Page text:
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In this video, I have captured the last day of the one-month PIA (permaculture in action) internship at the Greening the Desert site in Jordan, and participants are still engaged in the work. Chop-and-drop mulching is still happening, as are irrigation repairs and other chores, like cutting neem. Mulch is on everything now, and the chopping has opened the landscape up at the right time, as temperatures are reducing and evaporation follows. The site has been designed to operate this way, and every year there is more mulch. The system is such that forest falls (is chopped) with strategic timing, and the forest grows on the fallen forest. Cut up branches sit atop green mulch, which is covered with compost around the trees. Groundcovers are establishing well now, and the citrus trees are looking healthy. The organic matter within the system has been completely reassembled so that the forest thrives to the best of its ability.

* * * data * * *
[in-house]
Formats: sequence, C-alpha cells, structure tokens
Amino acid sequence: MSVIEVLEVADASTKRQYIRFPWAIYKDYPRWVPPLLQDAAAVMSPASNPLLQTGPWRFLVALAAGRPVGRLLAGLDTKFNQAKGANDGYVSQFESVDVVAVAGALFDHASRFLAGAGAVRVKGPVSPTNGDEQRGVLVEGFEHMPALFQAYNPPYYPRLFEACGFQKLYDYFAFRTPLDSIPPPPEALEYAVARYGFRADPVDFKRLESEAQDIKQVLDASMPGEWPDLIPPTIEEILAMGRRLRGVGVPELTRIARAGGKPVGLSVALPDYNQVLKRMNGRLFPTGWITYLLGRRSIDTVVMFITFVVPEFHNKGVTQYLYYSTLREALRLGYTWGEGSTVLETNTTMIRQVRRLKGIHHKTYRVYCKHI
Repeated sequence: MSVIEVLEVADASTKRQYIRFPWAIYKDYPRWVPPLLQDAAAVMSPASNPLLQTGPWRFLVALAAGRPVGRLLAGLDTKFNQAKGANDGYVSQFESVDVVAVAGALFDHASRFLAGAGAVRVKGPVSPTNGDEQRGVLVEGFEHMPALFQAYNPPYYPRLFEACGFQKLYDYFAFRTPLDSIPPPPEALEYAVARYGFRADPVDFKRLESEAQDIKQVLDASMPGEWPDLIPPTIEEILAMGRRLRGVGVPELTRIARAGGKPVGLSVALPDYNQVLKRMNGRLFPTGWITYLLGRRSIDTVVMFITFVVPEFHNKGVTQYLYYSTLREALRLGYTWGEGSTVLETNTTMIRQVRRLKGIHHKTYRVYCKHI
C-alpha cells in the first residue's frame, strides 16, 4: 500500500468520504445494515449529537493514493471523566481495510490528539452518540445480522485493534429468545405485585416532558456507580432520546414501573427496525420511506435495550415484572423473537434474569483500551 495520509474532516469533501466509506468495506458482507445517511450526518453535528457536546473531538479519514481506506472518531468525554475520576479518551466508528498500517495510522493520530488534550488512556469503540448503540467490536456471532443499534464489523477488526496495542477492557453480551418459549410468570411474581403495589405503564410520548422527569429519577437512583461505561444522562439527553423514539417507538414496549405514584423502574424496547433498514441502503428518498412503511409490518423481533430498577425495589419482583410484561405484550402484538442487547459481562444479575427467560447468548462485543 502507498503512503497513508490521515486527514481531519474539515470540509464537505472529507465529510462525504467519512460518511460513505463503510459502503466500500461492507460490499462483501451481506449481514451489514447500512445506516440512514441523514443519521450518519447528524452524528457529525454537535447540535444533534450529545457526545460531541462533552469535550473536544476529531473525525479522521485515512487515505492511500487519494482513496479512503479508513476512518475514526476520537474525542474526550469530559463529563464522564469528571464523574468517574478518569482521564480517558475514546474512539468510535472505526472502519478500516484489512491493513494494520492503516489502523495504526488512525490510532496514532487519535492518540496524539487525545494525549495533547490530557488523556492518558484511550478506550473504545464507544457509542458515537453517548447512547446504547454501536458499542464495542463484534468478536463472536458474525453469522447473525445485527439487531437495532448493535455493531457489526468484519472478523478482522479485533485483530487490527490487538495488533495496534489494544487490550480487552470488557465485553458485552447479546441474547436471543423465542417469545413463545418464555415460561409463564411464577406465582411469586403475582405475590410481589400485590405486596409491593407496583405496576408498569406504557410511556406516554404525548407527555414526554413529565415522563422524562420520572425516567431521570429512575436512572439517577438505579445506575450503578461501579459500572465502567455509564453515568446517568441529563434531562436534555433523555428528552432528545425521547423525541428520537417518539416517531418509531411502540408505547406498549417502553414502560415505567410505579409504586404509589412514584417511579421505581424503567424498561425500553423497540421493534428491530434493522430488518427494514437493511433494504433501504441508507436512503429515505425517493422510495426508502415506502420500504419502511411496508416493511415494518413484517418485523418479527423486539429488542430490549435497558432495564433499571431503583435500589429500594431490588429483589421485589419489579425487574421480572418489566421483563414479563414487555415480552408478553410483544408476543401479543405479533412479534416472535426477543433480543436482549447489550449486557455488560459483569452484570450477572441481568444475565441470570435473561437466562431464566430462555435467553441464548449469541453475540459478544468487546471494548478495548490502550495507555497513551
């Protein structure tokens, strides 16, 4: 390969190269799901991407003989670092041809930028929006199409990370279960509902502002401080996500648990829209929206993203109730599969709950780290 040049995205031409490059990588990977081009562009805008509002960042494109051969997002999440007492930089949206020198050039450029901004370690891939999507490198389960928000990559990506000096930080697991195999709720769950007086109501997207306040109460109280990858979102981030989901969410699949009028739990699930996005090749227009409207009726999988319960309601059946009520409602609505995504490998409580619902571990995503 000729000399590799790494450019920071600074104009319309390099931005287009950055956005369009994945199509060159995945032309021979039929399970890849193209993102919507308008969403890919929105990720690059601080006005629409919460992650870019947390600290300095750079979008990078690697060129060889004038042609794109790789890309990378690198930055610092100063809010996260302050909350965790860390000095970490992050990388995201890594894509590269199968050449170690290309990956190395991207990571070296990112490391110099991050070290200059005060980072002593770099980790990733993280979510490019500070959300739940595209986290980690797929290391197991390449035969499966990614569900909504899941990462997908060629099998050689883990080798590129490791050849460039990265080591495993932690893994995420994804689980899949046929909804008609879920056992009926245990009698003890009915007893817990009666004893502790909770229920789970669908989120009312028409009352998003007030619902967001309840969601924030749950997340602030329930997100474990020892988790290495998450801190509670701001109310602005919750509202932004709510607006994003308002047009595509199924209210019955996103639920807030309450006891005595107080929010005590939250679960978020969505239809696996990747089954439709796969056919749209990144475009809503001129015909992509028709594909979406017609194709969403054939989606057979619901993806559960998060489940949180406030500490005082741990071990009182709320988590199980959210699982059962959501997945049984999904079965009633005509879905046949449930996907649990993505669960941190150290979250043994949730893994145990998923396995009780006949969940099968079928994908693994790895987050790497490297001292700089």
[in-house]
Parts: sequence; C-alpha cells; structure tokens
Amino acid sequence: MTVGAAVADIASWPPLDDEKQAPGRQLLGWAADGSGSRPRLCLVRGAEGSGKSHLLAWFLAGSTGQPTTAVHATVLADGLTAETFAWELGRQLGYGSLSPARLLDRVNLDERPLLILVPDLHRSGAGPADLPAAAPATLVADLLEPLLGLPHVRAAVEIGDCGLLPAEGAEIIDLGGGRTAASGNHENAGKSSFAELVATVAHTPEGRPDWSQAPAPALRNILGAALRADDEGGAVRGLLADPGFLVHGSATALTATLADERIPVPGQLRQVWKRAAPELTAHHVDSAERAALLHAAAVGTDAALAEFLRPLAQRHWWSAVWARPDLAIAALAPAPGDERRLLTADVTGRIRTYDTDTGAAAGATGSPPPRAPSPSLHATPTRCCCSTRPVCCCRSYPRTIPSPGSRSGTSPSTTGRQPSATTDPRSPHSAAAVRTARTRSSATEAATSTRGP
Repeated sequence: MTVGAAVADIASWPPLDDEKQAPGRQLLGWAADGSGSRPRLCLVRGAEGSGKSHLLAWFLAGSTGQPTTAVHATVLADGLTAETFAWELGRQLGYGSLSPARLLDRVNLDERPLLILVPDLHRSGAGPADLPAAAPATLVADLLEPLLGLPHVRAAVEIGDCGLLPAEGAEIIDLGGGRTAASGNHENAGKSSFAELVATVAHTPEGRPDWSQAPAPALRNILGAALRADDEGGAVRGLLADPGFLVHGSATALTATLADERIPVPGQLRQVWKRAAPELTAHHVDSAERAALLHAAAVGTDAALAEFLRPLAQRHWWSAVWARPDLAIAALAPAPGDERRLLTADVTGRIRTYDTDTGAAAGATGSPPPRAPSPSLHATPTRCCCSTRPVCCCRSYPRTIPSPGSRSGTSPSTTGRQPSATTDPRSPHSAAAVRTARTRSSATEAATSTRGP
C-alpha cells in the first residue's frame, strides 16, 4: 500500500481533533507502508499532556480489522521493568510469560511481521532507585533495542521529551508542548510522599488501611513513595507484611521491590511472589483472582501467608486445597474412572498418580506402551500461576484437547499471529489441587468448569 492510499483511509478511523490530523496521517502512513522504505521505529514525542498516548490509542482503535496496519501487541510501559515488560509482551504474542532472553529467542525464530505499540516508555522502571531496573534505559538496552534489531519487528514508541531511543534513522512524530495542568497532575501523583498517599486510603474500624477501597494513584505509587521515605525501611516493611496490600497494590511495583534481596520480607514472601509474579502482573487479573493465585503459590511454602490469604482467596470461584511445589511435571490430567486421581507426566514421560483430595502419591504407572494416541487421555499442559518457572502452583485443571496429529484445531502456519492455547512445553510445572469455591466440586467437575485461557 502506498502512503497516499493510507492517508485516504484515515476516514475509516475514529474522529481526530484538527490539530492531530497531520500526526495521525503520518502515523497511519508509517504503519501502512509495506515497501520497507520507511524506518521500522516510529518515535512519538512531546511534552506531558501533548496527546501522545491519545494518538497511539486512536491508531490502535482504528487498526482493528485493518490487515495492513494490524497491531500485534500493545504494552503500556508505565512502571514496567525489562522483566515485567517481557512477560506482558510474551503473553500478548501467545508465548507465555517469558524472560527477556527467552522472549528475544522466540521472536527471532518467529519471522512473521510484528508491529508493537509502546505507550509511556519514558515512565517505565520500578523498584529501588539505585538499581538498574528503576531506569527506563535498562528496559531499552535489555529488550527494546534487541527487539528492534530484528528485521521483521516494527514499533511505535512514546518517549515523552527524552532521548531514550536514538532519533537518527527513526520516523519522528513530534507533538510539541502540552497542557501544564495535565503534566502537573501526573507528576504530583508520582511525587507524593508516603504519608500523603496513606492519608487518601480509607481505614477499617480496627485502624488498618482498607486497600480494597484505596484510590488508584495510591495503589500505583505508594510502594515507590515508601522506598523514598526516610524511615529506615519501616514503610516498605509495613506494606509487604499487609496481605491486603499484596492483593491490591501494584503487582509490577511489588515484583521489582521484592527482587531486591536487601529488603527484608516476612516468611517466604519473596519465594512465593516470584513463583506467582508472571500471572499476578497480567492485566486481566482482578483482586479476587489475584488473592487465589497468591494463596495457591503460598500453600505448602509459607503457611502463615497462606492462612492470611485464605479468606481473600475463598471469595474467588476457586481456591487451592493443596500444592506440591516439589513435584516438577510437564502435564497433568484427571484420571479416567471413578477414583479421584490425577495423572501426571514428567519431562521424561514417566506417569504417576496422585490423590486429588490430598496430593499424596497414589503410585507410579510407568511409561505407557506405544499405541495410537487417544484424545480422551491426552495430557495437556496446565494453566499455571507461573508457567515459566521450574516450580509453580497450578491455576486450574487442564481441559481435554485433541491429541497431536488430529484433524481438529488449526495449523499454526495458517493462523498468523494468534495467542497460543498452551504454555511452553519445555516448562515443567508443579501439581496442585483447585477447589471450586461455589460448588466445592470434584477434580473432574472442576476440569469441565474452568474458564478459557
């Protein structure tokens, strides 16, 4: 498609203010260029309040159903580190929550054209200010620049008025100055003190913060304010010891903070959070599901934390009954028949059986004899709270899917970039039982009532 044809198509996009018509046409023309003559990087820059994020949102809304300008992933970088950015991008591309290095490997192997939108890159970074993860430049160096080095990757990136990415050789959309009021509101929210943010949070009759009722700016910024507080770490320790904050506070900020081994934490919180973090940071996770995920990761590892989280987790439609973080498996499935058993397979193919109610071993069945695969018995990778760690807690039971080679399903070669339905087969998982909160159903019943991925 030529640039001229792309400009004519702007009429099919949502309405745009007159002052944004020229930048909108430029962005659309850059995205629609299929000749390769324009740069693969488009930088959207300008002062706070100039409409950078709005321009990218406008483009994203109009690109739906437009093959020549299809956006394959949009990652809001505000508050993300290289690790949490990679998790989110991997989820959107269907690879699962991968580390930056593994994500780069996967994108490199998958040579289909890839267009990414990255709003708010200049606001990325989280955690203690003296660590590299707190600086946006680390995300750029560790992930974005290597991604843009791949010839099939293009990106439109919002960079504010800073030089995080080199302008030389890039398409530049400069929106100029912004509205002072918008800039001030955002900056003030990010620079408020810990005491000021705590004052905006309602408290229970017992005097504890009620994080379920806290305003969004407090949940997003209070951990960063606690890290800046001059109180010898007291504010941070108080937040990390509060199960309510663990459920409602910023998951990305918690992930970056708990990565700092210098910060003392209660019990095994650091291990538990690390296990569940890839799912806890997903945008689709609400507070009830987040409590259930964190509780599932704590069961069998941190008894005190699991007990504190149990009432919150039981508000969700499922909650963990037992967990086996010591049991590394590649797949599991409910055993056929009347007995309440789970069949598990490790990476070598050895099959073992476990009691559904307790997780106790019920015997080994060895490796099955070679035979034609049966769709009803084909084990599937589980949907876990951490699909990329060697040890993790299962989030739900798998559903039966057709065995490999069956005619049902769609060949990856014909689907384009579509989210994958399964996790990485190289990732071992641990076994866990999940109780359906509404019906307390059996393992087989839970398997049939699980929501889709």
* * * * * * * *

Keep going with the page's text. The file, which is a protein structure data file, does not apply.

The first return of surplus to any well-designed system intending to increase soil quality and quantity should be organic matter and that is true in any climate or landscape. This is a practical expression of the third ethic of permaculture, in biological terms. If you have this approach to your designing and establishment of permaculture systems you will go further and faster towards stability, fertility, and productivity.

To all those involved with this project, and the many volunteers who have helped along the way – thank you.

#permaculture #foodforest #greeningthedesert